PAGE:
Sunday, July 12, 2015

What Are You Doing to Reduce Common Service Requests?

At some point in the last twenty or so years, tub spouts changed. In ordinary circumstances, you wouldn’t pay too much attention to this unless it affected your own ability to turn on a shower. But even then, I think most Americans figure it out pretty quickly. Instead of having a lever to pull upwards to turn on the shower, one must pull down on the spout itself. I remember when we installed on in our shower of the main bath, my husband demonstrated how to do it; our children actually grew up knowing how to operate it.

It may seem extraordinary then, when our Residents cannot seem to figure it out. However, the one thing I noticed right away was that almost 99% of the returned move-in inspection forms from our international residents contained this: “shower doesn’t work.” When the Maintenance Tech would go to attend to the work order, he would turn it in as completed marked “Nothing wrong.”

This type of service request became such a frequent one (recurring from our international students) that a pictorial demonstration booklet was given to every person at move demonstrating how the shower operates. (We found many people were extremely embarrassed and felt “dumb” after finding out there was nothing wrong and it was attributed to “Operator error.”) In addition, our Maintenance Techs now pay a visit to each person who moves in and demonstrates the operation of the thermostat, alarm system and shower.  Sometimes it is the simple things that make life easier – like knowing how to turn on one’s shower. 

More than that, by reducing the risk of making someone feel badly for not figuring out the “American way” of doing things, I think it helps us create a better overall experience for our Residents.

Sunday, June 14, 2015

Hire a Team Player

Short and sweet, hiring a team player should be the goal. If you have the fortunate or unfortunate experience of trying to hire someone for your Leasing/Office Team (that depends on why you need to hire someone!), may I make one suggestion? Don’t hire someone for your Office/Leasing Team who uses the word ‘I’ almost exclusively throughout the interview. Instead, listen for the word ‘we’ or ‘our’ at least three times. I know – that’s kind of an arbitrary number. <SMILE>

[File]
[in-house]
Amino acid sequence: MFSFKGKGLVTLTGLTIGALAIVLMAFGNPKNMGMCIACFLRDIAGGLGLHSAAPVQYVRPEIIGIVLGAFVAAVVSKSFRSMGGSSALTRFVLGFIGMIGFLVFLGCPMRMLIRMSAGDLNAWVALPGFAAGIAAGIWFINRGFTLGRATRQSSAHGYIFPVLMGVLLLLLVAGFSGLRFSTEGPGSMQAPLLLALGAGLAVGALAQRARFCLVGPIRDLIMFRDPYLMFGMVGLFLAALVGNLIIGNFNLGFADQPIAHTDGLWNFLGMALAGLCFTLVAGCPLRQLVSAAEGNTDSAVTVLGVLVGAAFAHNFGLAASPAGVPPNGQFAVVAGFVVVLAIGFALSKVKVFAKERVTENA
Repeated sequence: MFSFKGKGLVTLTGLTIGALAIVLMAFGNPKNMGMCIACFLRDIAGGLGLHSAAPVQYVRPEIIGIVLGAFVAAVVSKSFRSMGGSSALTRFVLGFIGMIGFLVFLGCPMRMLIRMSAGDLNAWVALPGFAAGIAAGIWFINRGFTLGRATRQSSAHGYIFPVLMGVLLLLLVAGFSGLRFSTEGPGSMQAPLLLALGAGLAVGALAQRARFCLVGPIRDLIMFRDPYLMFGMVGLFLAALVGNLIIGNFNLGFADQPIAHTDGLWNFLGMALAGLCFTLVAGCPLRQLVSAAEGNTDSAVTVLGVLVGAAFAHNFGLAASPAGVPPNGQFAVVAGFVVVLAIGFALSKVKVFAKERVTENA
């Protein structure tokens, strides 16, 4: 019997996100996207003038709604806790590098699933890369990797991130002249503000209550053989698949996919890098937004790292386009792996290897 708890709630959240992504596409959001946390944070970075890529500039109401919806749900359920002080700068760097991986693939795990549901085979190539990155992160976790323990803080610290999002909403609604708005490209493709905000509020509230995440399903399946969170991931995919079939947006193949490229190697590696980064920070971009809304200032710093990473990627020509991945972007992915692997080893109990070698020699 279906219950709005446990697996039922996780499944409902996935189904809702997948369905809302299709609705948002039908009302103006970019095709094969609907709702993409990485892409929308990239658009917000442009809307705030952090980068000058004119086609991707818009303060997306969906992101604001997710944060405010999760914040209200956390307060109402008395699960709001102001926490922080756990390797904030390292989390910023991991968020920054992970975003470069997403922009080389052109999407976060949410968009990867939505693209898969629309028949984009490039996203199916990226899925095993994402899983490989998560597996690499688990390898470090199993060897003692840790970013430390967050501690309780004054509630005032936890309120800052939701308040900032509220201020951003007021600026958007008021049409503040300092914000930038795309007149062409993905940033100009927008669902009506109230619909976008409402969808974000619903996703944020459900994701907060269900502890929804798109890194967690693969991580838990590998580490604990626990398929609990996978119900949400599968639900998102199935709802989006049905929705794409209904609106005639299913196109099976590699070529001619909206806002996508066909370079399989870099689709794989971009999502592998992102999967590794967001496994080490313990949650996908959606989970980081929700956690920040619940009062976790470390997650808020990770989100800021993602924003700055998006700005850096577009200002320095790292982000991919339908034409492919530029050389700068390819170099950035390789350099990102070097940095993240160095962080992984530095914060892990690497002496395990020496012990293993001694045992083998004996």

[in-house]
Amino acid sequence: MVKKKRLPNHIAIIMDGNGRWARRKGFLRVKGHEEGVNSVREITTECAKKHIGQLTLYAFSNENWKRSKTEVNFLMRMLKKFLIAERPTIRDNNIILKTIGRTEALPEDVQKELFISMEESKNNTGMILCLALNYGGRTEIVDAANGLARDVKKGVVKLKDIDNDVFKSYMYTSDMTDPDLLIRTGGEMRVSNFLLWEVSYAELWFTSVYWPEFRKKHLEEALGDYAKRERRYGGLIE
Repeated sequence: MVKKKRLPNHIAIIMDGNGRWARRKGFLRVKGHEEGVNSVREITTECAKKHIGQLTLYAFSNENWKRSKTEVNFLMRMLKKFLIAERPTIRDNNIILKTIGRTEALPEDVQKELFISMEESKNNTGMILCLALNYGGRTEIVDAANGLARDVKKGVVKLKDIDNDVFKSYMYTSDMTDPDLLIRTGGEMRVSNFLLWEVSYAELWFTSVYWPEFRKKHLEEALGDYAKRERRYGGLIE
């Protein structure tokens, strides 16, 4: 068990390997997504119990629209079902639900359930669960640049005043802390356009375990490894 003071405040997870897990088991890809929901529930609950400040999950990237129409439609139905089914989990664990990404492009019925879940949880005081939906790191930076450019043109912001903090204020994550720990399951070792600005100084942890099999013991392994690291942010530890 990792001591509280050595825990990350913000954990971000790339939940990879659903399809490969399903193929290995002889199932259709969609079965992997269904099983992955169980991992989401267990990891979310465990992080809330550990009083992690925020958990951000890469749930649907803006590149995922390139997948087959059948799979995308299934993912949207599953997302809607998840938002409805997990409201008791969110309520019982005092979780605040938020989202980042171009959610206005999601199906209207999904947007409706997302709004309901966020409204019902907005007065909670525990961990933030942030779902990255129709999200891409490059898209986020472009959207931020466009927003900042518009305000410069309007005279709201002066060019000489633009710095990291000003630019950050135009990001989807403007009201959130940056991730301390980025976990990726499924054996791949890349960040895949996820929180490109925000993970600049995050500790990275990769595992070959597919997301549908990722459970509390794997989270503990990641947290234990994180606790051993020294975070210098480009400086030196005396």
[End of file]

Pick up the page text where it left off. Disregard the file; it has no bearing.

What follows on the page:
I know when someone comes in to interview for a position, she/he wants to make a good impression. They hopefully show up in proper business attire, groomed, and smiling. But when you get down to the nitty-gritty, he/she will also want to highlight his own accomplishments. But if the person spends all the interview time talking about “I did this”, “I did that”, “I increased NOI by such and such”, and “I reduced the cost of turns by this much”, that’s great – so – how did YOU do all this? Alone? I don’t think so.

 I really don’t think it matters if you are hiring a Manager, Assistant Manager, Leasing Consultant or a Maintenance Supervisor. Instinctively, we all want to show our great results, that we should be hired on the spot, but no one works in a vacuum. I like hiring people who know how to work within a team and still shine. Eventually, someone who cannot, will become sullen and will not give credit where credit is due and those people, my friends, are not going to do the team or the company any good in the long run.

Monday, May 25, 2015

Did The Owner Lower Your Rents?

The great debate continues as to what the best property management software is. Who cares? Obviously, a company is going to pick the most affordable solution that will offer the most bang for its buck. As long as you can track residents, finances, and keep up with what is needed for your company, I don’t think it matters what you use.

There is also a lot of discussion regarding revenue management. I think this should matter a great deal to your company. If you cannot afford this pricey add-on to your current software, I think it is vital to employ a savvy manager who can direct your property to maximize its potential rental income. However, if you do nothing, or worse, LOWER your rental rates, then you are devaluing your property and investment. Why would a company or Owner do this?

In one instance, you might consider this strategy if you are very low in occupancy and need to get some cash flow going. In another, you might do this to build occupancy in order to increase the rent roll in order to market the property as a stable asset in preparation for a sale. Other than those two instances, there is never a good reason to devalue your asset. 

As a manager, when you are directed to lower prices, get ready. If there was no communication to indicate the strategy is to be used short term, then get your resume ready.